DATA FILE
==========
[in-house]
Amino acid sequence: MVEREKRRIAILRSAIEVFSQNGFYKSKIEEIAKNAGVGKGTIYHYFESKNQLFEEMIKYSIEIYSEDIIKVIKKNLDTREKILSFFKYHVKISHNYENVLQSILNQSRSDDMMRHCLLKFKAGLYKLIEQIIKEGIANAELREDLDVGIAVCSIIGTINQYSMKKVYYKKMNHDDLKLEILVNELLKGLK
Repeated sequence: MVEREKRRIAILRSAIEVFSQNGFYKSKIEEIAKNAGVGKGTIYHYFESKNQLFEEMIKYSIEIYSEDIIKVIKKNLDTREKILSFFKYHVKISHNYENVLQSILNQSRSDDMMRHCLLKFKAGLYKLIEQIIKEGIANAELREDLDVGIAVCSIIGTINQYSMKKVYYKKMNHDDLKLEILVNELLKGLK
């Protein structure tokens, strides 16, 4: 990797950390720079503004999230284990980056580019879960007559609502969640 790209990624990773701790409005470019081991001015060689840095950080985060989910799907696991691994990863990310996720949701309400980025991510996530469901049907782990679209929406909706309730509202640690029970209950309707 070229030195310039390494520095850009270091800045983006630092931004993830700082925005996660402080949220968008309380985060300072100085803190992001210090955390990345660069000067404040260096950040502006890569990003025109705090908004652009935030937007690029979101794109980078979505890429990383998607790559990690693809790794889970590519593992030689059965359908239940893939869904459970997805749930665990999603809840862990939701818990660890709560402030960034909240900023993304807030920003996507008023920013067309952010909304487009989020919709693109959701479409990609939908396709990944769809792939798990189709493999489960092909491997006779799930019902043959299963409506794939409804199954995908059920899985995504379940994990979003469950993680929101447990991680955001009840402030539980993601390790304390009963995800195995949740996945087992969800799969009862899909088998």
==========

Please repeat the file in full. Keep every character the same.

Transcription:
[in-house]
Amino acid sequence: MVEREKRRIAILRSAIEVFSQNGFYKSKIEEIAKNAGVGKGTIYHYFESKNQLFEEMIKYSIEIYSEDIIKVIKKNLDTREKILSFFKYHVKISHNYENVLQSILNQSRSDDMMRHCLLKFKAGLYKLIEQIIKEGIANAELREDLDVGIAVCSIIGTINQYSMKKVYYKKMNHDDLKLEILVNELLKGLK
Repeated sequence: MVEREKRRIAILRSAIEVFSQNGFYKSKIEEIAKNAGVGKGTIYHYFESKNQLFEEMIKYSIEIYSEDIIKVIKKNLDTREKILSFFKYHVKISHNYENVLQSILNQSRSDDMMRHCLLKFKAGLYKLIEQIIKEGIANAELREDLDVGIAVCSIIGTINQYSMKKVYYKKMNHDDLKLEILVNELLKGLK
């Protein structure tokens, strides 16, 4: 990797950390720079503004999230284990980056580019879960007559609502969640 790209990624990773701790409005470019081991001015060689840095950080985060989910799907696991691994990863990310996720949701309400980025991510996530469901049907782990679209929406909706309730509202640690029970209950309707 070229030195310039390494520095850009270091800045983006630092931004993830700082925005996660402080949220968008309380985060300072100085803190992001210090955390990345660069000067404040260096950040502006890569990003025109705090908004652009935030937007690029979101794109980078979505890429990383998607790559990690693809790794889970590519593992030689059965359908239940893939869904459970997805749930665990999603809840862990939701818990660890709560402030960034909240900023993304807030920003996507008023920013067309952010909304487009989020919709693109959701479409990609939908396709990944769809792939798990189709493999489960092909491997006779799930019902043959299963409506794939409804199954995908059920899985995504379940994990979003469950993680929101447990991680955001009840402030539980993601390790304390009963995800195995949740996945087992969800799969009862899909088998």